Gerry Adams was a member of the IRA, says veteran republican

Gerry Adams was a member of the IRA, says veteran republican

September 17, 2019

Gerry Adams was a member of the IRA and his denials are a ‘lie’, says veteran republican adding he’ll ‘probably get shot for it’

  • Mr Adams has said throughout his career that he was never a member of the IRA
  • But a former member of IRA’s ruling army council claims he’s been lying for years
  • Des Long claims that Mr Adams at one time served as chairman of army council
  • BBC documentary also quotes intel that Mr Adams led the IRA during late 1970s 

Gerry Adams has ‘lied’ by claiming he was never a member of the IRA, it has been claimed.

The ex-Sinn Fein president has consistently said throughout his political career that he was never a member of the IRA.

But a new BBC documentary is set to air a claim by Des Long, a former member of the IRA’s ruling army council, that Mr Adams has lied about his membership.

The programme also quotes army intelligence from the time which said Mr Adams was understood to be leading the IRA in later years of the 1970s.

Mr Long claimed in an interview during the programme that Mr Adams was at one stage the chairman of the IRA’s army council.

Gerry Adams (pictured in May) has ‘lied’ by claiming he was never a member of the IRA, it has been claimed

‘You can’t be on the army council unless you are a volunteer, and you can’t be chairman of the army council unless you are a member of the army council,’ he says.

‘And I sat opposite him in meetings, this lie that he comes out with that he was never in the IRA. That’s a lie.

‘I say that now as having sat opposite him in meetings, probably get shot for it, but I’m saying it.’

Adams was charged with IRA membership in 1978 but the case was dropped due to insufficient evidence.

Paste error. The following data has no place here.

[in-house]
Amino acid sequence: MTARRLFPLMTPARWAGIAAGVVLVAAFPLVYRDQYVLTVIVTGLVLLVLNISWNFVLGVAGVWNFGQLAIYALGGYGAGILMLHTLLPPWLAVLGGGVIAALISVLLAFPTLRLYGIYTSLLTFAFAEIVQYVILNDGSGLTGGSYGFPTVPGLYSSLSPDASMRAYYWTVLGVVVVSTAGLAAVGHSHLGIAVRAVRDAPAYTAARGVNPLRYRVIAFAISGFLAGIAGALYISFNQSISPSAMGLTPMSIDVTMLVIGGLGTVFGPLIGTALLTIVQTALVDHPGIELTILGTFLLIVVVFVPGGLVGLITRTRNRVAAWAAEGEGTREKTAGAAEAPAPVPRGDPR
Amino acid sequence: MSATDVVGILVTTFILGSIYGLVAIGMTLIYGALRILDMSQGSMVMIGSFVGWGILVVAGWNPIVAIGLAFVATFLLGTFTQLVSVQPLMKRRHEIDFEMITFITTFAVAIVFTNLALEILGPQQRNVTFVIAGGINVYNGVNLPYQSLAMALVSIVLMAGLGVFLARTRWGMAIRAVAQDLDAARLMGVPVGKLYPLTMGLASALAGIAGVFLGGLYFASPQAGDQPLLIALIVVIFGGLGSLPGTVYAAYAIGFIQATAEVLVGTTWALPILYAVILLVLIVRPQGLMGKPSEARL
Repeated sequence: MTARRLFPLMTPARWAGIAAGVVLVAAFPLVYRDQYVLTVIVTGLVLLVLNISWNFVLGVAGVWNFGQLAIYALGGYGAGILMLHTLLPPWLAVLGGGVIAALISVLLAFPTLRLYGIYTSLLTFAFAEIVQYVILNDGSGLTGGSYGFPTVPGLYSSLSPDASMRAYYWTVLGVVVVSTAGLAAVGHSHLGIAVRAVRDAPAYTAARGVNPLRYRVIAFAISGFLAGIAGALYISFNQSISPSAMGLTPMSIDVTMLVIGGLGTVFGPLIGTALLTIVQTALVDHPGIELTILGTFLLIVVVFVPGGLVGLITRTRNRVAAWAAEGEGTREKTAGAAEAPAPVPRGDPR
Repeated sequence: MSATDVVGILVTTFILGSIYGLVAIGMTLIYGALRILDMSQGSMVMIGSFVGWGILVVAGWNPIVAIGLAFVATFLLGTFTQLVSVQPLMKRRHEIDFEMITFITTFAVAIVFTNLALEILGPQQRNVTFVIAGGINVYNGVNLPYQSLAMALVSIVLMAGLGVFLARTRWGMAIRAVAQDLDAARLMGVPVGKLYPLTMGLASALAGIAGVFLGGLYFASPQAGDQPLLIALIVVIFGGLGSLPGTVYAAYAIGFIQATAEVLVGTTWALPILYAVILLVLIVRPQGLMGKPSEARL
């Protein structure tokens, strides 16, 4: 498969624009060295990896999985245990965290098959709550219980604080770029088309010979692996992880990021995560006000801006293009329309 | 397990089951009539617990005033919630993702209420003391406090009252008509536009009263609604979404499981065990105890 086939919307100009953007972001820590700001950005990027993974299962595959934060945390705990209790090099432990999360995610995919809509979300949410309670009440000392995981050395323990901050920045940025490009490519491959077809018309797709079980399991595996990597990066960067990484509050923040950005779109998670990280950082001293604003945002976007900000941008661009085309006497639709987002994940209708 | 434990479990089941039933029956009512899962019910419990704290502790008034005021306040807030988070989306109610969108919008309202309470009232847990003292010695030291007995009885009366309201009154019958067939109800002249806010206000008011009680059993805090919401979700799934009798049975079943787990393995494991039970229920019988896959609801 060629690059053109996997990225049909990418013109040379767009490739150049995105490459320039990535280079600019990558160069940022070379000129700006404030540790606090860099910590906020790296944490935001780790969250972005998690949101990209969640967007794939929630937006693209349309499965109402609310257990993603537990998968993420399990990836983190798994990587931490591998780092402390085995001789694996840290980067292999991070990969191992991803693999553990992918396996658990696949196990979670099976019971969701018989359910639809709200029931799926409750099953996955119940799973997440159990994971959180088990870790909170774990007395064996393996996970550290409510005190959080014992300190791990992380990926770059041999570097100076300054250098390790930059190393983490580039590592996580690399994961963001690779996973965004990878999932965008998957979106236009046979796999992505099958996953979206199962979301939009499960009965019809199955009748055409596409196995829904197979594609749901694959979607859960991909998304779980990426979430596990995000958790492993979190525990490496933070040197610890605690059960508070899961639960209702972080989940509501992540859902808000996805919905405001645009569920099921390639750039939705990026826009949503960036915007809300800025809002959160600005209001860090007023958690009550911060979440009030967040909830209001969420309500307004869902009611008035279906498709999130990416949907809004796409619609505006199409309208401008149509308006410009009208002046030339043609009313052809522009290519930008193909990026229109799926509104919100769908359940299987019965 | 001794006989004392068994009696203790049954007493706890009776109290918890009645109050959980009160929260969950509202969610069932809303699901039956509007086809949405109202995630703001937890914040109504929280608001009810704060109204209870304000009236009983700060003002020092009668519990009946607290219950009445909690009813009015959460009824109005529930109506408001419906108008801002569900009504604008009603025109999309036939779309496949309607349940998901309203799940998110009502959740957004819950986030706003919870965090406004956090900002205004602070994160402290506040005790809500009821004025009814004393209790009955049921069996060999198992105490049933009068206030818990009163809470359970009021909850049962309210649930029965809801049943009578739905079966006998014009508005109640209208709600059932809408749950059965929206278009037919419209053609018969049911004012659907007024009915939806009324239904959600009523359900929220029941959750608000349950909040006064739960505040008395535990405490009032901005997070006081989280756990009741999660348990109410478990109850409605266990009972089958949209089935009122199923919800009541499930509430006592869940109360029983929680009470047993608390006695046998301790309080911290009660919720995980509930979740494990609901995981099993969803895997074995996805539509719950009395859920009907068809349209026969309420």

In May this year, he told the Ballymurphy inquest: ‘I was not a member of the IRA; I have never disassociated myself with the IRA, and I never will, until the day I die.’

Mr Adams declined to be interviewed for the BBC Spotlight programme. 

Gerry Adams and West Belfast MP Martin McGuinness (right) at the funeral of Patrick Kelly in 1987

Last week, the first episode of the seven-part series marking the 50th anniversary of the start of the Troubles contained a claim that the Rev Ian Paisley funded a UVF bomb attack as well as airing footage of Martin McGuinness showing a gun to children.

Mr Paisley and Mr McGuinness went on to play key roles in the powersharing Stormont Executive as first and deputy first ministers.

Both men have since died.

Mr Paisley’s son Ian criticised the claim that his father funded a UVF bomb attack as ‘complete and total poppycock’.

The second episode of Spotlight On The Troubles: A Secret History will be shown on BBC One Northern Ireland and across the UK on BBC 4 on September 17 at 9pm. 

The pariah turned peacemaker: The life and times of Gerry Adams 

Gerry Adams was a hated figure for many Protestants in Northern Ireland during the province’s three-decade long Troubles.

But he is credited with eventually convincing the IRA to give up their armed campaign and use purely political means to pursue the aim of uniting Northern Ireland with the Republic of Ireland.

Born in Belfast on October 6, 1948, Adams came from a staunch republican background.

His father was an IRA man who was jailed for eight years for his role in an ambush.

As a teenager, Adams became involved in the 1960s Catholic civil rights movement seeking to end discrimination favouring the pro-British Protestant majority.

He married Collette McArdle in 1971 and had one son, Gearoid, born two years later.

Adams was interned without trial in 1972 and 1973, in the early years of the Troubles.

He was charged with IRA membership in 1978 but the case was dropped due to insufficient evidence.

Adams always publicly said he was never an IRA member.

Malachi O’Doherty, author of ‘Gerry Adams: An Unauthorised Life’, told AFP: ‘He is committed to preserving the reputation of the IRA.’

O’Doherty believes Adams was an IRA member but was always ‘more politically than militarily inclined’.

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